Verso Corp.’s stock was trading once again Tuesday on the New York Stock Exchange following the paper company’s emergence from bankruptcy.

While the stock was officially relisted on Monday, it did not begin trading until Tuesday. The stock opened at $12.23 a share, and its value rose briefly as high as $13.59 before settling to around $12 for most of the day. It ended the day at $12 a share, down about 1.9 percent from the opening price. During the day’s trading, 47,769 Verso shares changed hands.

Overall, the company’s first day back on a major stock exchange was fairly lackluster with little movement in its share price and only a small percentage of shares traded, said Brad McCurtain, president of Maine Securities Corp. in Portland.

“I think it was kind of a forgettable situation,” McCurtain said.

The Memphis-based papermaker, which emerged from Chapter 11 bankruptcy on Friday, had been delisted from the exchange in September after its stock price fell far below the required $1 average over a 30-day trading period. The stock was moved to the Over the Counter Bulletin Board exchange, where its price fluctuated between 1 and 16 cents a share prior to the company’s Jan. 26 bankruptcy filing.

Verso, which employs more than 560 workers at its Androscoggin mill in Jay, filed for bankruptcy in Delaware to restructure $2.4 billion of debt. Verso is headquartered in Tennessee but incorporated in Delaware.

On Friday, the company filed documents with the U.S. Securities and Exchange Commission to implement its court-approved bankruptcy reorganization plan and issue 34.4 million shares of new stock. The new shares were issued to certain major creditors in the bankruptcy in lieu of debt repayment. Previous shareholders lost all of their shares when the company declared bankruptcy.

Based on the stock’s closing price, Verso’s new market capitalization was $412.8 million as of late Tuesday.

In the bankruptcy filing, two Maine companies were listed among Verso’s 30 largest creditors. Catalyst Paper Operations Inc. of Rumford was owed $2.2 million and Hartt Transportation Systems Inc. of Bangor was owed $1.2 million. The master list of creditors filed by Verso included the names of 30,785 businesses and individuals to whom the company owed money.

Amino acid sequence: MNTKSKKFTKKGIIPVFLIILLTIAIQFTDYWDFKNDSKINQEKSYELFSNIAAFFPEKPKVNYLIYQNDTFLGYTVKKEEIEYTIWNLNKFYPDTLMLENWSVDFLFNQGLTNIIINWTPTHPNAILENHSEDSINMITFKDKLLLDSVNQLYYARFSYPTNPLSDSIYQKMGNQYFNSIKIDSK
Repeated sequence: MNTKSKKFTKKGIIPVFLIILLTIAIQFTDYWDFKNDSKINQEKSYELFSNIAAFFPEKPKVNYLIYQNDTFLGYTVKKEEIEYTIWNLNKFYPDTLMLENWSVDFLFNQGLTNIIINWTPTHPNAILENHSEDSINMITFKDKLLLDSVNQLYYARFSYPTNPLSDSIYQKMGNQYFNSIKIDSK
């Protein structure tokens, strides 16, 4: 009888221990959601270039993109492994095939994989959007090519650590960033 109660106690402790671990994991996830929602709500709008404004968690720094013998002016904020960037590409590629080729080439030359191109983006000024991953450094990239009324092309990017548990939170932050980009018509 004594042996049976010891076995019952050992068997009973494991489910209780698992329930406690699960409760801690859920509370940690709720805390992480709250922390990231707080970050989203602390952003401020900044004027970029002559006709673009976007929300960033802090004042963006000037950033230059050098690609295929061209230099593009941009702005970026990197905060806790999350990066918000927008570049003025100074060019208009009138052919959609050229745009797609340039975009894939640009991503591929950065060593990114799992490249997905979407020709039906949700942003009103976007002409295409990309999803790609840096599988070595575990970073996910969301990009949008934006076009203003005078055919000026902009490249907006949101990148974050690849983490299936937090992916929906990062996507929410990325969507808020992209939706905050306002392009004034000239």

Hartt Chief Financial Officer Joanna Bradeen said her company was not among those that received Verso stock. Instead, Hartt received a portion of what it was owed in cash. The creditors that received Verso stock were primarily larger institutions to which Verso had long-term debt obligations, she said.

Most of the company’s unsecured creditors received about 25 percent of what they were owed, Bradeen said, adding that Hartt did considerably better than that.

“Every unsecured creditor got something,” she said.

McCurtain, the financial adviser, said it is likely that some former creditors who now own Verso stock will move to unload it quickly, while others may hang onto their shares to see how the company performs in its new, scaled-down iteration.

He said most typical investors probably don’t know enough about Verso at this point to be interested in buying the company’s stock.

“It wasn’t followed very heavily before the bankruptcy,” McCurtain said.

Verso had struggled financially in the years leading up to the bankruptcy. It sold off its unprofitable Bucksport mill in 2014, eliminating 500 jobs. The move was part of a complicated $1.4 billion deal that involved the acquisition and then sale of the former NewPage mill in Rumford in January of 2015. That mill is now owned by Canada-based Catalyst Paper.

At the conclusion of the NewPage deal, Verso had about $3.5 billion in annual sales and about 5,800 employees in eight mills across six states. In its bankruptcy filing, the company reported gross revenues of about $2.4 billion for the first three quarters of 2015.